U.S. researchers are using the same sort of deep learning artificial intelligence employed by Silicon Valley giants like Google and Facebook in their facial recognition technology to identify Chinese surface-to-air missile sites.
The deep learning algorithms used by researchers at the University of Missouri’s Center for Geospatial Intelligence were more than 80 times more efficient than a traditional human visual search in locating Chinese SAM sites, and were able to reduce the time it took to find these missile sites scattered across a nearly 90,000-square kilometer area of southeastern China from 60 hours to around 42 minutes.
Curt Davis, the director of Missouri’s Center for Geospatial Intelligence, told Fox News that while his work has so far only been employed at the research level, he believes it could be extremely beneficial to the military and government.
“The Department of Defense already knows that they need to automate,” Davis said. “They now have more satellite imagery than their analysts can look over. This type of technology would free up a lot of their time to work on more difficult intelligence problems.”
Deep learning models, like GoogleNet and Microsoft’s ResNet, were originally created to detect and identify certain objects in photos and videos. Davis and his colleagues took these so-called “off-the-shelf deep learning models” and adapted them to deal with the challenges and limitations of satellite imagery.
For example, they trained some of these models to interpret both color and black-and-white images in case only black-and-white satellite images are available.
Davis admits that the algorithms sometimes wrongly identify missile sites, but still are able to match the 90 percent accuracy rate of human imagery analysts and, paired with humans going over the data, come up with fewer false positives.
“All machine learning creates false positives,” Davis said. “But the focus of the study was to measure the deep learning models against human performance.”
The area of southeastern China used by Davis and his colleagues is just slightly smaller than the entire country of North Korea, which has in the last year ramped up its intercontinental ballistic missile tests.
In a special state media broadcast on Tuesday, North Korea said it successfully fired a "significantly more" powerful, nuclear-capable ICBM it called the Hwasong-15. Outside governments and analysts concurred the North had made a jump in missile capability.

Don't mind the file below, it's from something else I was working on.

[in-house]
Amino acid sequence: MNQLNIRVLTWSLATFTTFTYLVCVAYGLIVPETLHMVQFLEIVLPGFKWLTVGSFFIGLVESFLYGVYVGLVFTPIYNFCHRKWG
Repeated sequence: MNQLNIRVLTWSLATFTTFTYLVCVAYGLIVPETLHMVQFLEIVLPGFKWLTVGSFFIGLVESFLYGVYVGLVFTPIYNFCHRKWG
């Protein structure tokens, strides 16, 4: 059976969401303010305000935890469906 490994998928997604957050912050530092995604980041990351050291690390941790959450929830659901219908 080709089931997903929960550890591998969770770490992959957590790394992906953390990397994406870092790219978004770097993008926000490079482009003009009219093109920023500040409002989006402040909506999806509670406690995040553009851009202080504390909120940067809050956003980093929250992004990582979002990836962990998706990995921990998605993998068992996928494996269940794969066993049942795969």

A resumption of Pyongyang's torrid testing pace in pursuit of its goal of a viable arsenal of nuclear-tipped missiles that can hit the U.S. mainland had been widely expected, but the power of the missile and suddenness of the test still jolted the Korean Peninsula and Washington. The launch at 3:17 a.m. local time and midday in the U.S. capital indicated an effort to perfect the element of surprise and to obtain maximum attention in the United States.
While human analysts have possibly already located all of Pyongyang’s existing SAM sites, there is hope that the technology could help automatically locate any new sites.
“Knowing the location of existing and new SAM sites can sometimes lead analysts to other locations of interest, because countries often place SAM sites in specific areas to defend valuable nearby assets from air attack,” Wired Magazine reported.
Despite the glitches and false positives, Davis said that the study turned out better than expected and proved that deep learning methods can be applied on less-than-ideal satellite imagery.
“We wanted to test these deep learning methods on a realistic, real-world image analysis problem to critically assess their utility and potential impact,” Davis said. “The results were much better than we anticipated. Historically machine learning algorithms haven’t performed well when they have been applied to large satellite imagery datasets.”
The Associated Press contributed to this report.